Table 3.18-9. Characteristics of multivalvular disease

Multivalvular disease



Surgical treatment



Chronic MR causes pulmonary hypertension, leading to RV dilation and secondary TR

Apical systolic murmur caused by MR and lower sternal border murmur of TR

Mitral repair or replacement with tricuspid valve repair or annuloplasty

MR most commonly the dominant lesion; at times relief of MR alone may result in decrease in TR


AS leads to LV afterload challenge or strain and secondary MR; impaired aortic valve outflow can further aggravate MR

Ejection murmur radiating to carotid arteries and murmur caused by MR radiating to axilla

Simultaneous aortic valve replacement and mitral repair or replacement

MR may be reduced after aortic valve replacement (or TAVI) without specific mitral valve intervention


AR leads to LV dilation and secondary MR

Apical systolic murmur caused by MR and diastolic murmur caused by AR

Simultaneous aortic valve repair or replacement and mitral repair or replacement

AR frequently dominant; in such cases it is difficult to distinguish primary from secondary MR due to LV enlargement; at times treatment of AR alone may relieve significant MR due to LV dilation caused by chronic AR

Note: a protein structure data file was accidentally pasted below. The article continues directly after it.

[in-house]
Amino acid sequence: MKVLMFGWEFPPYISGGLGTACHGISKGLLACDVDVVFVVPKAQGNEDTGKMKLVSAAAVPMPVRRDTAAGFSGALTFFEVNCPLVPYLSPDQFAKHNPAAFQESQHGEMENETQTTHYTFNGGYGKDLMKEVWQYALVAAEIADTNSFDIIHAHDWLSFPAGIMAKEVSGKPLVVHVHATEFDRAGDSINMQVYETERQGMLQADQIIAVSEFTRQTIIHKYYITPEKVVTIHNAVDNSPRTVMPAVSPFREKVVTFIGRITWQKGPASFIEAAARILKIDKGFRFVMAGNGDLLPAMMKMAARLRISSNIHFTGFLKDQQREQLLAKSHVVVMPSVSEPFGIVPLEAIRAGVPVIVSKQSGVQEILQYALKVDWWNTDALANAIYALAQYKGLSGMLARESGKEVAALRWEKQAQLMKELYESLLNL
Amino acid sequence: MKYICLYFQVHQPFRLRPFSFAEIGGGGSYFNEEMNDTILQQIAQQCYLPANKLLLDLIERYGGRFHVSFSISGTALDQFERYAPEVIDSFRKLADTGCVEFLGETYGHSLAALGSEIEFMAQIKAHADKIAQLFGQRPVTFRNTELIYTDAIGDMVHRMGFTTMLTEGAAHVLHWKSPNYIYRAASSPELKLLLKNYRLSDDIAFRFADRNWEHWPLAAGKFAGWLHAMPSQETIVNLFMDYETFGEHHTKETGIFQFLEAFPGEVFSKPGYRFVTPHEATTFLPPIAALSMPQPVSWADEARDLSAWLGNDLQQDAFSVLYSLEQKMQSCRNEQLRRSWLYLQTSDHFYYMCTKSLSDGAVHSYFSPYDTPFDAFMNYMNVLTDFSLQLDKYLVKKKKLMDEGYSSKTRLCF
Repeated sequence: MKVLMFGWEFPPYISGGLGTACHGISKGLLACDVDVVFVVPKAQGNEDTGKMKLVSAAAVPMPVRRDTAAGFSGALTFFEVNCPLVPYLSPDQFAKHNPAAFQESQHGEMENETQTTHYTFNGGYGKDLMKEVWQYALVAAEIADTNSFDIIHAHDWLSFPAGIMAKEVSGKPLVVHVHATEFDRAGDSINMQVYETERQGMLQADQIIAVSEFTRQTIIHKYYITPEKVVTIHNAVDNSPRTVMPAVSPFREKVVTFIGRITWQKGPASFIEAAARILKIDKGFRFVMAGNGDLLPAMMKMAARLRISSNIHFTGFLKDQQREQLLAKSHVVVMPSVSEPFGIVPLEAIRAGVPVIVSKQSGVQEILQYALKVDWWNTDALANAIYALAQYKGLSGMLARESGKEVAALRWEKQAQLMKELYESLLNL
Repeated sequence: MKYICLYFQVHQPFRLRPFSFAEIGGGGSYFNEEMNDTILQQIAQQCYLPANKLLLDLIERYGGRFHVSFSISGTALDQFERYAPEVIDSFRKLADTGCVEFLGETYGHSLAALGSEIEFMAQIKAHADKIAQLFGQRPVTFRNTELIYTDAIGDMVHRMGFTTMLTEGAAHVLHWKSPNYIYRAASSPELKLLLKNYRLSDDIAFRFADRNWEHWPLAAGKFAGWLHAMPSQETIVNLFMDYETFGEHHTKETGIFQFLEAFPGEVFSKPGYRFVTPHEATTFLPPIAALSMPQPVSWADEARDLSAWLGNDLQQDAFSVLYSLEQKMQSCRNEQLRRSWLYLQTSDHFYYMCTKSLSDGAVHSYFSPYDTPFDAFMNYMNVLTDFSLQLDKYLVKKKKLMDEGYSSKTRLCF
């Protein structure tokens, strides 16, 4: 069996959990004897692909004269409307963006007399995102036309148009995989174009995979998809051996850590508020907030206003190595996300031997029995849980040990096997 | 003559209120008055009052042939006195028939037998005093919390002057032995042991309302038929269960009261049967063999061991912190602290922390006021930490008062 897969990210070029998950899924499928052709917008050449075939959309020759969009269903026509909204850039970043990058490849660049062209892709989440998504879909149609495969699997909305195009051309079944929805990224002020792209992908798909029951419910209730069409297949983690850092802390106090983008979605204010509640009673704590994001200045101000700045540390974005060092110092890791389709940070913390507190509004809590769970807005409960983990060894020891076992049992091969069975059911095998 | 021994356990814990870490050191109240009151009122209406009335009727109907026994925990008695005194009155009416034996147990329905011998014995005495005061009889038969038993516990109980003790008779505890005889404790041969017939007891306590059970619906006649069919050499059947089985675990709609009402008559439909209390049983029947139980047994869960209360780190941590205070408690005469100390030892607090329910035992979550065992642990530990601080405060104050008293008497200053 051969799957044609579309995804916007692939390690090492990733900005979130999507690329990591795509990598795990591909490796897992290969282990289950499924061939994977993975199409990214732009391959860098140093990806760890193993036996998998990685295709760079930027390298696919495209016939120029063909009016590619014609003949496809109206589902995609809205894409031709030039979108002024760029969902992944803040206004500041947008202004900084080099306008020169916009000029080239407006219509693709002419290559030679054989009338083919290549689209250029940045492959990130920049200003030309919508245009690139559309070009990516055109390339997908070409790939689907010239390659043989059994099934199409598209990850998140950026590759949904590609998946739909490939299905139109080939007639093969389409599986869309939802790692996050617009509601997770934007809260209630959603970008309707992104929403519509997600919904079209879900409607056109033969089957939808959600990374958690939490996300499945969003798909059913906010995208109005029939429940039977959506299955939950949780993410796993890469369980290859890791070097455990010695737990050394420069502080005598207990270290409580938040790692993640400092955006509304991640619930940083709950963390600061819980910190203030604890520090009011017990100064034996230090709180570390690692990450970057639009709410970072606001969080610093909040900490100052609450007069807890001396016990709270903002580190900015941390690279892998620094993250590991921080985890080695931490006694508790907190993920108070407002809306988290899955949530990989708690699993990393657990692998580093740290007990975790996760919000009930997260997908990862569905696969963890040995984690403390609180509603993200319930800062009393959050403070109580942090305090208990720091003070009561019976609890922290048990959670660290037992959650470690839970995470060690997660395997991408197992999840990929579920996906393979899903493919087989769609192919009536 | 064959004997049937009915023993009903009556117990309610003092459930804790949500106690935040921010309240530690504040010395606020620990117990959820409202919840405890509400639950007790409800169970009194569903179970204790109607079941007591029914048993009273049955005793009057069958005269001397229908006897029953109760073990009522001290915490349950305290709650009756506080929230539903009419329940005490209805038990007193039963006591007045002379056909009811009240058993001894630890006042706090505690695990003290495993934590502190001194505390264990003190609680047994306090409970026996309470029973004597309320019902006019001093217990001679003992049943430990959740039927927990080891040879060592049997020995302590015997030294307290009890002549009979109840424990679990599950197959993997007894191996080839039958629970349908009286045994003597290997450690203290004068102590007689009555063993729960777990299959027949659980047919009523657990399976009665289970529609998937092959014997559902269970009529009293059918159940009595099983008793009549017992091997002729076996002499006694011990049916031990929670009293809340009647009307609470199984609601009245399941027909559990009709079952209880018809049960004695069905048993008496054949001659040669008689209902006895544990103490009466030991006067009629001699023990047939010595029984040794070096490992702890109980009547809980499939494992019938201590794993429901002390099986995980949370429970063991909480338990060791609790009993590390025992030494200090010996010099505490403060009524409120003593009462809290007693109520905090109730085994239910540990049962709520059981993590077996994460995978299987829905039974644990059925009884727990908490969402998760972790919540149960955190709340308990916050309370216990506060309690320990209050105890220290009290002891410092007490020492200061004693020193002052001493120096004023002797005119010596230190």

MS leads to pulmonary hypertension and secondary regurgitation of anatomically normal tricuspid valve; in some patients tricuspid valve also affected by rheumatic fever

Typical signs of MS and holosystolic murmur (more prominent during inspiration) caused by TR

Mitral valve replacement (or mitral valvuloplasty) and tricuspid annuloplasty

Hemodynamically significant TR may improve following mitral valve valvuloplasty (or surgery) without specific surgical treatment of the tricuspid valve


MS restricts blood inflow to LV and aggravates the drop of cardiac output caused by AS

Typical signs of MS and murmur caused by AS (less prominent than in isolated AS)

Simultaneous replacement of both valves

Percutaneous balloon mitral valvuloplasty in patients with significant AS may result in pulmonary edema


Impaired LV filling from left atrium is compensated by reverse blood flow through aortic valve

Typical signs of MS and diastolic murmur along left sternal border

Before surgical treatment of aortic valve percutaneous balloon mitral valvuloplasty should be considered

MS reduces LV volume overload and can mask AR

AR, aortic regurgitation; AS, aortic stenosis; LV, left ventricle; MR, mitral regurgitation; MS, mitral stenosis; RV, right ventricle; TAVI, transcatheter aortic valve implantation; TR, tricuspid regurgitation.